Document Type : Original Article


1 Research Center for Traditional Medicine and History of Medicine

2 Health Human Resources Research Center, School of Management and Information Sciences, Shiraz University of Medical Sciences, Shiraz, Iran


INTRODUCTION: Health systems aimed to increase health utilization. Habits and behavior about
using health facilities, which is called health-seeking behavior, are different among different cultures
and influenced by different factors. The present study is aimed at investigating Iranian Southern
population health‑seeking behavior and its influencing factors.
MATERIALS AND METHODS: Asample of 397 people was selected using proportional stratified random
sampling for this cross‑sectional study. They were asked to fill a questionnaire about their health‑seeking
behaviors (seeking treatment, inattention to treatment, and self-medication) and socioeconomic factors.
Data were analyzed using regression models including linear, ordinal, and logistic regressions.
RESULTS: Near 80% of participants reported self‑medication and most of them prefer public hospitals
as their first point of contact with health system compared to others such as family physician. Using
linear regression revealed seeking treatment has significant relationship with age (P = 0.037), living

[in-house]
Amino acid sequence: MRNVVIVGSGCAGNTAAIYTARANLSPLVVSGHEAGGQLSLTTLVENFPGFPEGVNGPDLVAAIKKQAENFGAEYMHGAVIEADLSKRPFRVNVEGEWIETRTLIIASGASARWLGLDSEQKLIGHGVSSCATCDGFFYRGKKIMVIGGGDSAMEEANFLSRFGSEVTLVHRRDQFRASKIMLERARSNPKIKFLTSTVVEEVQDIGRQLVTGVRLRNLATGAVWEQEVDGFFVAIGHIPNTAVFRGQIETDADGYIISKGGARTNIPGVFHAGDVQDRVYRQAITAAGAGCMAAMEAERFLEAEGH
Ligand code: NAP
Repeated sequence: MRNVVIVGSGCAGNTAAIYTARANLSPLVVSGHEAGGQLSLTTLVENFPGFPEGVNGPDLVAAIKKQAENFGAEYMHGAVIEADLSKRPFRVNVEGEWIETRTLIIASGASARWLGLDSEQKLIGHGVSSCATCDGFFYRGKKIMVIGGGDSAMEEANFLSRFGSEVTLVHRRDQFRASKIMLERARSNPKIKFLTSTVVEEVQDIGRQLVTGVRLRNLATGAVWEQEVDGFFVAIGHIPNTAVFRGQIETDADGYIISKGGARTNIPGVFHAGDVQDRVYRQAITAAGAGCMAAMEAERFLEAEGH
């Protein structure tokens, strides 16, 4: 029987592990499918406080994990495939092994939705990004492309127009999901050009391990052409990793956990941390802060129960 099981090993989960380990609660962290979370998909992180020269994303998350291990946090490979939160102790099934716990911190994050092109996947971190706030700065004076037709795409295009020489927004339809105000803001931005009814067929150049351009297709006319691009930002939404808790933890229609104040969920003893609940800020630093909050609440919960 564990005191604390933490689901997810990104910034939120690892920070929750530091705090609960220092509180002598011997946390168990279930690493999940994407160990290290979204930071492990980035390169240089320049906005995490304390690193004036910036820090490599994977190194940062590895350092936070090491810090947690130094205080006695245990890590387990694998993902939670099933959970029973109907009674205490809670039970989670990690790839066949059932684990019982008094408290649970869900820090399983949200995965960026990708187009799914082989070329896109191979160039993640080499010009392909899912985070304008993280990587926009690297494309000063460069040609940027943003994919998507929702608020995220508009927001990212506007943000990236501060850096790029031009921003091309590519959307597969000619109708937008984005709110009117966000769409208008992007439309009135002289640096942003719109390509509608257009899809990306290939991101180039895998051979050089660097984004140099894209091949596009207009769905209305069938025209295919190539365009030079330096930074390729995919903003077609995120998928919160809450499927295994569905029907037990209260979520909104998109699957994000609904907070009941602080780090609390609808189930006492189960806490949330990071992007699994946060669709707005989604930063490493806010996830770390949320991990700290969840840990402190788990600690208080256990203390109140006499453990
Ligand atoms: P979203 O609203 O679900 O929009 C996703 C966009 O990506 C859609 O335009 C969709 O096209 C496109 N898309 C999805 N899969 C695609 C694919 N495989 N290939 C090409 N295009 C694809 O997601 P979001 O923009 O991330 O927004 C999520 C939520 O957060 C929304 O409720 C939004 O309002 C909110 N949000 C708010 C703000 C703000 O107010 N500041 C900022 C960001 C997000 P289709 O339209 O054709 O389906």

place (P = 0.018), and having complementary insurance (P = 0.013). Self‑medication behavior has
relation with age (P = 0.015), gender (P = 0.039), education years (P = 0.031), living place (P = 0.005),
having complementary insurance (P = 0.001), and satisfaction with health‑care providers (P = 0.003)
in logistic regression. Using ordinal regression, it was found that inattention to treatment has
a relation with education years (P = 0.044), living place (P = 0.042), having complementary
insurance (P = 0.049), and severity of illness (P = 0.031).
CONCLUSION: Southern population does not accept family physician as the first point of interaction
with the health system, and they prefer to go to public hospitals directly. Moreover, self-medication
is a prevalent behavior among the population and thus their acceptance of health care is low. Based
on the findings, it can be suggested providing more satisfying health care, increasing insurance
coverage, and informing population could lead to better utilization of health‑care services.


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